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In Polite Company

Politeness I'm plan-crazy, pretty much because it's a way to procrastinate pressing matters, and my latest time-waster involves researching what to eat and drink in my hometown of Portland, where I might possibly go for a short getaway in late summer. It's not as if the scene will radically change in the next three months.

In the 11 years I've been away good ol' Stumptown has apparently morphed into the epicenter of all that's twee, do-good and cloying. I mean, it was always an indie-spirit type of place but full of poor downtrodden folks who couldn't get their shit together if they tried where now it's teeming with transplants with the emotional and financial stability to make good on their dreams.

I don't know what to think. Frankly, I'm scared of the place, which is probably why I've only been back twice in over a decade (the real reason is that with limited funds and vacation days I'd rather leave the country than visit the west coast). But I'm alone in my wariness judging from number-one-ranked, "Frugal Portland" being the most e-mailed story in the New York Times on Sunday. (For the record, Portland also takes the number one spot in depression and suicidal tendencies as well as general unhappiness)

As I explore restaurants online, I've noticed a growing trend (ok, two so far—I'll only need one more example to seal the deal) of passive assholiness at the bottom of menus.

Beast and Le Pigeon both use the phrase, "Substitutions politely declined."

Now, is that really polite? I don't have any problems with chefs putting the kibosh on substitutions (I've never asked for one in my life) but New York me wants them to just say what they mean, no need to be all squirrelly and Northwest about it.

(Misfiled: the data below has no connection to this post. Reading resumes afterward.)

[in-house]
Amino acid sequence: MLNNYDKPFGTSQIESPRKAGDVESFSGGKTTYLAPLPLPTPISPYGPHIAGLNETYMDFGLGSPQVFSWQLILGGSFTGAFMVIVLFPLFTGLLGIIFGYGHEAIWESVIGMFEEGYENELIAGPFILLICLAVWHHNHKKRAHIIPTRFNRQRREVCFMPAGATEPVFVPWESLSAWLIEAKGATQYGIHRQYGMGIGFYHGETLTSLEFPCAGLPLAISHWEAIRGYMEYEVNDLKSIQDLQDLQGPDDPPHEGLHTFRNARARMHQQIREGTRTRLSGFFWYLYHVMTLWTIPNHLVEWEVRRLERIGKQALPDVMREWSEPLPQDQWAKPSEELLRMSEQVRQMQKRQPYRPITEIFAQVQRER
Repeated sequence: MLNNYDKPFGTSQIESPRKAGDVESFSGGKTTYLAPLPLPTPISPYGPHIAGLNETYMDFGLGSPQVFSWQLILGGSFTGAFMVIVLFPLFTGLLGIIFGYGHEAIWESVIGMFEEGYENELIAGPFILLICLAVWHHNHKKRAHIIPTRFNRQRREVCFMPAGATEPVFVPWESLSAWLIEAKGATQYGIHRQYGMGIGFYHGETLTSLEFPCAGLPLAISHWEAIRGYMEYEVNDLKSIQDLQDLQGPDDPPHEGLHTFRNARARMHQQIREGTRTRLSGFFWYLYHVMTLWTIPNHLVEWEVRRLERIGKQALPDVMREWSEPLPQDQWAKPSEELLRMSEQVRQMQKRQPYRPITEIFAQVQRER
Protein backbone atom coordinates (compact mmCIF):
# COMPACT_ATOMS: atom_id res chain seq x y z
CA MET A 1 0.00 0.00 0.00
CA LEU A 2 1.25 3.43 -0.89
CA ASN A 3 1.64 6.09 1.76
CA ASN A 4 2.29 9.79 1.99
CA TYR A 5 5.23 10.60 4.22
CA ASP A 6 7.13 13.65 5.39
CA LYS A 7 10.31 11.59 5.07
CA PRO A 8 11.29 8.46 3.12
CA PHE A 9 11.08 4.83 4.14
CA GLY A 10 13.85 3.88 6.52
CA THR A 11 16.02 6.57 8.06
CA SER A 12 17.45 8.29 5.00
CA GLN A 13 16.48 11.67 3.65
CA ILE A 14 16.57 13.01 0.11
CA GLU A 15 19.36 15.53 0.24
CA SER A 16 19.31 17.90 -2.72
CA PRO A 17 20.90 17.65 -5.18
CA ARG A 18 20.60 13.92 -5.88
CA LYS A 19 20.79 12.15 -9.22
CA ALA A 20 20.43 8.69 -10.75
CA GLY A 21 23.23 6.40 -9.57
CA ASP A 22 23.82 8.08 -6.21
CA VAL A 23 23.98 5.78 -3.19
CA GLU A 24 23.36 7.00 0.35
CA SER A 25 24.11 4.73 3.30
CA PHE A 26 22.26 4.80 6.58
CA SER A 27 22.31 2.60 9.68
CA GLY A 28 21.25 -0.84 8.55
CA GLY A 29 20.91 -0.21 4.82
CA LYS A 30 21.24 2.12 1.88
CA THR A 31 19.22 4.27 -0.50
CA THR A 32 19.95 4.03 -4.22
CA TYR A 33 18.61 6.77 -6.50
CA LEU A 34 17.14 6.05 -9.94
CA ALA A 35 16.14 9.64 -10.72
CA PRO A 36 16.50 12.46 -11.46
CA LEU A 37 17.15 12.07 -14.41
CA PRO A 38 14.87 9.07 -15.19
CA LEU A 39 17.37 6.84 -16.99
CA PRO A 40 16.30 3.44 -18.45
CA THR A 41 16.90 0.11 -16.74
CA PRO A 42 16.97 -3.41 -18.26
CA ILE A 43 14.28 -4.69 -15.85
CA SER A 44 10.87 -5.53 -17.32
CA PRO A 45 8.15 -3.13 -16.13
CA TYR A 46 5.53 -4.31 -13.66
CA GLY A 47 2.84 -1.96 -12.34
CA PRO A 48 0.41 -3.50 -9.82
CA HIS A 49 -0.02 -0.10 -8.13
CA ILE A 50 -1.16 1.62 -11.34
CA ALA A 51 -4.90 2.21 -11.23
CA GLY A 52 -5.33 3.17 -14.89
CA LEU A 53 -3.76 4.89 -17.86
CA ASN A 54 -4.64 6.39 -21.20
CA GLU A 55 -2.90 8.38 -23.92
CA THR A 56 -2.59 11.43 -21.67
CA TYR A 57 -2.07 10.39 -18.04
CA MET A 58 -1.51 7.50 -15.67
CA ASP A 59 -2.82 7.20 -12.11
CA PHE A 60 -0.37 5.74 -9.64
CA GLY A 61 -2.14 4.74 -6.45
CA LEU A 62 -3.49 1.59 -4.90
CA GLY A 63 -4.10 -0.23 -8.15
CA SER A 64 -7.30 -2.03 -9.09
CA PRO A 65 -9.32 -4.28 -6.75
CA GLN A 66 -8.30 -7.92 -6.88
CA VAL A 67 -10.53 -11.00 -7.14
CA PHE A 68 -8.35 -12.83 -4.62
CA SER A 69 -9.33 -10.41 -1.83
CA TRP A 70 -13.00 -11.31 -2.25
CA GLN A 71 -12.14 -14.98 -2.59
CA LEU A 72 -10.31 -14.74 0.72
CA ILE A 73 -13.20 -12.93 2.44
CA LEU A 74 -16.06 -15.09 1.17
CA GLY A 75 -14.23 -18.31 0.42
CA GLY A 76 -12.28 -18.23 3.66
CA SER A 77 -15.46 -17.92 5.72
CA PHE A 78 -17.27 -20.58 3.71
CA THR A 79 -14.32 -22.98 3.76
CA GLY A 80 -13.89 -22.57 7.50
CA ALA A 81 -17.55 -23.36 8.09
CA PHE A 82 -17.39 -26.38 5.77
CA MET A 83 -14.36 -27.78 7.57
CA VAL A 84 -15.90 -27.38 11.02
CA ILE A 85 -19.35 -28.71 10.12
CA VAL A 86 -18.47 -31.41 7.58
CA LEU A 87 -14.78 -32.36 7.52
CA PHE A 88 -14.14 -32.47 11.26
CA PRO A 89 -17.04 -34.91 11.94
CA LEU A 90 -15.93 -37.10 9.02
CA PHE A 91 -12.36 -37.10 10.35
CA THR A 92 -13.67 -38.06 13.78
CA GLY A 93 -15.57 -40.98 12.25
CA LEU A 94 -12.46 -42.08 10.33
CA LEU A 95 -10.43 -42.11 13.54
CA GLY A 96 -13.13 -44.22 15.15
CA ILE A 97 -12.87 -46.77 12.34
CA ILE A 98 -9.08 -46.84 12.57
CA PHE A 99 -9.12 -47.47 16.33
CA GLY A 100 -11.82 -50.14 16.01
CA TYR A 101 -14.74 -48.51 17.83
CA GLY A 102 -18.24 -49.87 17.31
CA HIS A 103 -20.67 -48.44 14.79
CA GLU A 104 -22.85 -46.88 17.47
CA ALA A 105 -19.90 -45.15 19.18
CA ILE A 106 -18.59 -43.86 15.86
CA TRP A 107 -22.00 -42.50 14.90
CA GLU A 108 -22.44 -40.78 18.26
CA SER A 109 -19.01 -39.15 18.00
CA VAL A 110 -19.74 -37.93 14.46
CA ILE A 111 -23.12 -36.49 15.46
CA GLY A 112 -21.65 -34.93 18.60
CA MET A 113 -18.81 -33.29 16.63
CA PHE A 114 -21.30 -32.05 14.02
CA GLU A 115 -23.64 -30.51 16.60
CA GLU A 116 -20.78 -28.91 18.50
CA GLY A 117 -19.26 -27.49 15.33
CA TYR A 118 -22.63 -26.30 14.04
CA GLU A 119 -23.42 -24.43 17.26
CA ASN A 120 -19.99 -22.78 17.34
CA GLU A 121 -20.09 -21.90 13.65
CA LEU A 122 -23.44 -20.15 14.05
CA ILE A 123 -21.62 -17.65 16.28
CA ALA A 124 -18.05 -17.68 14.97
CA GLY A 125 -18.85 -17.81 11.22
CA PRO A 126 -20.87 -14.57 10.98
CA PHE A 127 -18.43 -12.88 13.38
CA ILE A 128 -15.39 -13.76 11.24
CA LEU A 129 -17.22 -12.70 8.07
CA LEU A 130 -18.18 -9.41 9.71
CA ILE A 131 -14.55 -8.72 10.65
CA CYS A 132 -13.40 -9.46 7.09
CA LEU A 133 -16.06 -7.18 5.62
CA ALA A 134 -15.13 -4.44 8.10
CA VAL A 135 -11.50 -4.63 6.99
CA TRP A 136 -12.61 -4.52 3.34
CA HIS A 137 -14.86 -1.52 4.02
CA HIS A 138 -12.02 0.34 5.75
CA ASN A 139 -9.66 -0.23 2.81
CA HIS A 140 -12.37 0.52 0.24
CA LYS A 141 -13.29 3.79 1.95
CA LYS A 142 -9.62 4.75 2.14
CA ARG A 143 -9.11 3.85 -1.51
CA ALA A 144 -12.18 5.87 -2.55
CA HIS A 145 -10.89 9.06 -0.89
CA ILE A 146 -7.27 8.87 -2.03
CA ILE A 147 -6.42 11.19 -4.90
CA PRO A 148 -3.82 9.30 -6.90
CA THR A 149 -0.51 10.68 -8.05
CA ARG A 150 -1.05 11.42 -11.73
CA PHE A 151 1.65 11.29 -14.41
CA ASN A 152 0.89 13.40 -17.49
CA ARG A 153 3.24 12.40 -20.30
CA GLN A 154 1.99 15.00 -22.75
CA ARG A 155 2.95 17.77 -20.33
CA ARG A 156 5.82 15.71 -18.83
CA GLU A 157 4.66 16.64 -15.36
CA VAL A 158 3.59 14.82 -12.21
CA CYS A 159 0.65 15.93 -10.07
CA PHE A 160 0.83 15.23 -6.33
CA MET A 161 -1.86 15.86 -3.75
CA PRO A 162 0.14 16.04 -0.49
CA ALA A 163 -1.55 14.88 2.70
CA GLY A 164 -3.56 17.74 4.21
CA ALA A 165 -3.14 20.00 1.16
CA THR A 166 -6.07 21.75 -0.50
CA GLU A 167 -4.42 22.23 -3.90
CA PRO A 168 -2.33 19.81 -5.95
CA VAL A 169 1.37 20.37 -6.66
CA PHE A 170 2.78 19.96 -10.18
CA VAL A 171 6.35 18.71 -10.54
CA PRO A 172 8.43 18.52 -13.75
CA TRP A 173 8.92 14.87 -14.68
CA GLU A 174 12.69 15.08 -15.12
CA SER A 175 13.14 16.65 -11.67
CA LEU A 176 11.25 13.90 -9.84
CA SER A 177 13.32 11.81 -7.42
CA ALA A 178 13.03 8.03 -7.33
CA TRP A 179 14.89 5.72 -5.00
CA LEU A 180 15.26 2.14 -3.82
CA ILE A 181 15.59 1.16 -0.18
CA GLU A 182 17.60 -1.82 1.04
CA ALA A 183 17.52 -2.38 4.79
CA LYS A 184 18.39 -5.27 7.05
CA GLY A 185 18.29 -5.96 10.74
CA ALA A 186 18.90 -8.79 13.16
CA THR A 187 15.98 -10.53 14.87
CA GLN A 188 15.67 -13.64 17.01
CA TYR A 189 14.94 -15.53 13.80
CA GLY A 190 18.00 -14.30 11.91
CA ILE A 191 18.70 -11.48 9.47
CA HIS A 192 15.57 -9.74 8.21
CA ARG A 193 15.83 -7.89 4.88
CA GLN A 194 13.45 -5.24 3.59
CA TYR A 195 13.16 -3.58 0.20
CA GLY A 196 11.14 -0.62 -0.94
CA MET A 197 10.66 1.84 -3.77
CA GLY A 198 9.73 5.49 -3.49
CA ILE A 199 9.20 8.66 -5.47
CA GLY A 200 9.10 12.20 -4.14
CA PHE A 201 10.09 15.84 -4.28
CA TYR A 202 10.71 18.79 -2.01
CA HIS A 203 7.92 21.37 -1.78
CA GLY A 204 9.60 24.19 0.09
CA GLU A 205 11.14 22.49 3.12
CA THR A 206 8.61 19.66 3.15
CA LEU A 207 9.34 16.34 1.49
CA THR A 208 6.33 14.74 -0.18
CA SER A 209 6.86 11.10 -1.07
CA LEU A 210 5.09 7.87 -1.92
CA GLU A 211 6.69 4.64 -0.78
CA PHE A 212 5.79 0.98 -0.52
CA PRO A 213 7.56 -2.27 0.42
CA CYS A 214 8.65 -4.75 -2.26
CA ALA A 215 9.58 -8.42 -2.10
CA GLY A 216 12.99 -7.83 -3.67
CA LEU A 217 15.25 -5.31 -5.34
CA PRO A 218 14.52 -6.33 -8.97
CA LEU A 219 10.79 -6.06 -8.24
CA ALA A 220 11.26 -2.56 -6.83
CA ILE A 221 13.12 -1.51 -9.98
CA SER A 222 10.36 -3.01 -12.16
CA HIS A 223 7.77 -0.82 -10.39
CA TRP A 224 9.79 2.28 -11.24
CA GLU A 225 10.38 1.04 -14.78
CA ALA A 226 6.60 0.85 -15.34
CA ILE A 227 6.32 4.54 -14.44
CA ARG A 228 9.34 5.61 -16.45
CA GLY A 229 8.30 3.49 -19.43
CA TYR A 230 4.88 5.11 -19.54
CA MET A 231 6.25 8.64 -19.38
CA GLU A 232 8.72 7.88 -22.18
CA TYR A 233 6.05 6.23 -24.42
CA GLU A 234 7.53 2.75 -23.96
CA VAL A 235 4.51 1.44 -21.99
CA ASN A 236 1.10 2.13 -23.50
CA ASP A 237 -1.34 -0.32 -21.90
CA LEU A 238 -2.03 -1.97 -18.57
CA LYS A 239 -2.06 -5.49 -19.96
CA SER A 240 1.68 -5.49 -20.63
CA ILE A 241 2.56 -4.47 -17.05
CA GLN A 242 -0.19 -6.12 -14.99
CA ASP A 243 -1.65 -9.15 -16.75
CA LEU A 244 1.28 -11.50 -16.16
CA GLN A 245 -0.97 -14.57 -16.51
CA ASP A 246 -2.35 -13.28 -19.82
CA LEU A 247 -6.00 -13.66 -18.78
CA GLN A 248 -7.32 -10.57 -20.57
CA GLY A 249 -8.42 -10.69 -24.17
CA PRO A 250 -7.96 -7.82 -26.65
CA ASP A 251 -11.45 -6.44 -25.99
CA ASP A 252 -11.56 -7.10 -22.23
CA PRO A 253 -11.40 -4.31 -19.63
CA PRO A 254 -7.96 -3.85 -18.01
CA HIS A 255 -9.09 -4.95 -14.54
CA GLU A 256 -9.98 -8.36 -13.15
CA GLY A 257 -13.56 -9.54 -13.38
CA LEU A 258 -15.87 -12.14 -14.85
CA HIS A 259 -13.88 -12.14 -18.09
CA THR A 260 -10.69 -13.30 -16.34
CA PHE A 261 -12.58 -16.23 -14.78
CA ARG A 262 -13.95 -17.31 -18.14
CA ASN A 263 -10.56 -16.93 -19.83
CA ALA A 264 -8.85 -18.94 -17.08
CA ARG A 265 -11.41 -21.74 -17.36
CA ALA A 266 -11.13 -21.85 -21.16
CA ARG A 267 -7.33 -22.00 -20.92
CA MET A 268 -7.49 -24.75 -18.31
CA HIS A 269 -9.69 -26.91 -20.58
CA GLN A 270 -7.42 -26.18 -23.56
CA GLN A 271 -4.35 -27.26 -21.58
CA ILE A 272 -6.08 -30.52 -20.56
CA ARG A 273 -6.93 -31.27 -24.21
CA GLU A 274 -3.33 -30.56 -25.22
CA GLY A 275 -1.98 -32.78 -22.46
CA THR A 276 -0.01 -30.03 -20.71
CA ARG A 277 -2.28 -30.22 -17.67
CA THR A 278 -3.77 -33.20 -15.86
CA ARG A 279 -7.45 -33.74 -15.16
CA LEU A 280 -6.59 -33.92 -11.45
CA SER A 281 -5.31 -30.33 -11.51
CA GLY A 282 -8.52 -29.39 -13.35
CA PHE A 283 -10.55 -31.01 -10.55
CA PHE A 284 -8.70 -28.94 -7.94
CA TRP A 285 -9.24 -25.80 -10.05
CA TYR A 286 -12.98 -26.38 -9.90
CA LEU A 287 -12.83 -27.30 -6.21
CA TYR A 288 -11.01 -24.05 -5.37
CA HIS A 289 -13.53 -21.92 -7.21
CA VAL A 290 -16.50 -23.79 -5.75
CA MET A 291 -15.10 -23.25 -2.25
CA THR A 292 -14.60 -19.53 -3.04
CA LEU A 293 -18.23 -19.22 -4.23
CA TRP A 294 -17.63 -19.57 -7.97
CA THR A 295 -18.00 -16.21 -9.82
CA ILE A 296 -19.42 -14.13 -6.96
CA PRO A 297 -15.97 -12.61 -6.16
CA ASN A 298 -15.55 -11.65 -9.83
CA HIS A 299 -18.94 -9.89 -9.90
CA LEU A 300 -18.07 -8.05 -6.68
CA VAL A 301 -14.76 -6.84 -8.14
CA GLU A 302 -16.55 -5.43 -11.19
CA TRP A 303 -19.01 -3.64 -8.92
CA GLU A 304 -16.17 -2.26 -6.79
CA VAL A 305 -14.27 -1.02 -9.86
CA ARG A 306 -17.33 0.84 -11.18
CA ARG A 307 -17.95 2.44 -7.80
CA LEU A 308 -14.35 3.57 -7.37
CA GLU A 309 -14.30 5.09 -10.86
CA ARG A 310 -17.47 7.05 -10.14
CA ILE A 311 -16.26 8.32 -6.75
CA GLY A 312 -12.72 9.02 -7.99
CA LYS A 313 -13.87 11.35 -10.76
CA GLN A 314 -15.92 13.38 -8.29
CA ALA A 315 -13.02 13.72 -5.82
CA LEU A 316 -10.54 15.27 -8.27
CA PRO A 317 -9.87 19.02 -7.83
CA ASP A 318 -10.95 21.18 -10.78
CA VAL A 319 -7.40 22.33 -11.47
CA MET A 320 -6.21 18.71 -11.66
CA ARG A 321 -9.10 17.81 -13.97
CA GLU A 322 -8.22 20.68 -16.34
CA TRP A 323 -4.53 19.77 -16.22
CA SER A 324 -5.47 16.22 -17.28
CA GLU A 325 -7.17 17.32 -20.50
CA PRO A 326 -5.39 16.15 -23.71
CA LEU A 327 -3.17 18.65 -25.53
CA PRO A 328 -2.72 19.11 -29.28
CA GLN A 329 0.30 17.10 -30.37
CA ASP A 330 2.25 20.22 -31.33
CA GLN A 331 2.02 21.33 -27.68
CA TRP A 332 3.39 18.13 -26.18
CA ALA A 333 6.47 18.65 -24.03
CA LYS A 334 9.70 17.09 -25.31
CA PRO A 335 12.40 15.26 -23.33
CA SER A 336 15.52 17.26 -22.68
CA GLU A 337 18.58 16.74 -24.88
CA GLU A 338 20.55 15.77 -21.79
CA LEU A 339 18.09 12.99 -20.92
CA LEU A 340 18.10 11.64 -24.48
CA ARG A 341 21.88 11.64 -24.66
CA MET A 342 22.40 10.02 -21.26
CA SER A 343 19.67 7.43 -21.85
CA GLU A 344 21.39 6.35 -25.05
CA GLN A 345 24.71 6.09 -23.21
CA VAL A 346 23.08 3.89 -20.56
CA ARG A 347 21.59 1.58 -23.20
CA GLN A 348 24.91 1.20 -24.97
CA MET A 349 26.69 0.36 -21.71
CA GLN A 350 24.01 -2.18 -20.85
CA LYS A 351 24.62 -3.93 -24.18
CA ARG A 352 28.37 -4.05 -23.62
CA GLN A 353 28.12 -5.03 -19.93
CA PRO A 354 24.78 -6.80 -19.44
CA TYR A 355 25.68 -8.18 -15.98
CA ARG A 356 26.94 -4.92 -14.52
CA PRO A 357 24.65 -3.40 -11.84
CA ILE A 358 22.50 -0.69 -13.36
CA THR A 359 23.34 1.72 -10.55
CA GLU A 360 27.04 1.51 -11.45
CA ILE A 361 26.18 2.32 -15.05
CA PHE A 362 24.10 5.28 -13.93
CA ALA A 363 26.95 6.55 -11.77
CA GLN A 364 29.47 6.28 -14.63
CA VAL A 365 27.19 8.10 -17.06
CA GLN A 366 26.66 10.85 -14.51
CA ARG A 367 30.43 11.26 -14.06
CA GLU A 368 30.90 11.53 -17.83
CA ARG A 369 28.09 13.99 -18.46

Image from Chinglish

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  1. portlandgrrl #

    I saw that article too…and what struck me is, again, over and over, how the article stressed how *cheap* everything is!

    Why are there not articles in the NYT on how everything is so *expensive* in NYC?

    Yes, we are depressed and suicidal in paradise…

    Yes, come back and visit, Krista…but be prepared, you won’t recognize it here anymore. Many (most?) of the old landmarks are gone! Like, not just remodeled…but GONE. Wiped out.

    On the flip side: there is still *some* of that old Portland here that hasn’t been completely overrun yet. You might have fun trying to find it.

    And also, it would be awesome to get a native Portlander/NY transplant’s perspective on the whole foodie thing. In fact, that would be effing priceless!!

    Come back! We miss you!!



    May 13, 2009
  2. portlandgrrl: It seems like I’ve been on a Portland bender recently, but it’s only because the poor city can’t seem to stay out of the media spotlight. The comments on that NY Times article are priceless, though. There are so many angry Oregonians, but angry over the oddest things. Everyone wants to keep newcomers out even though they were mostly likely newcomers at some point.

    A friend (originally from California) just visited the NW. She liked Seattle but the only thing she really had to say about Portland was “cheap rent.” I totally get the city’s appeal to outsiders but things aren’t so cheap if you make $12/hr part time (I made $10/hr in late ’90s so I’m adding two bucks for inflation).

    Also, Portland is a bit of a vegan bike-happy anomaly. The rest of the state can be a very scary place if that’s your only NW frame of reference.

    May 13, 2009

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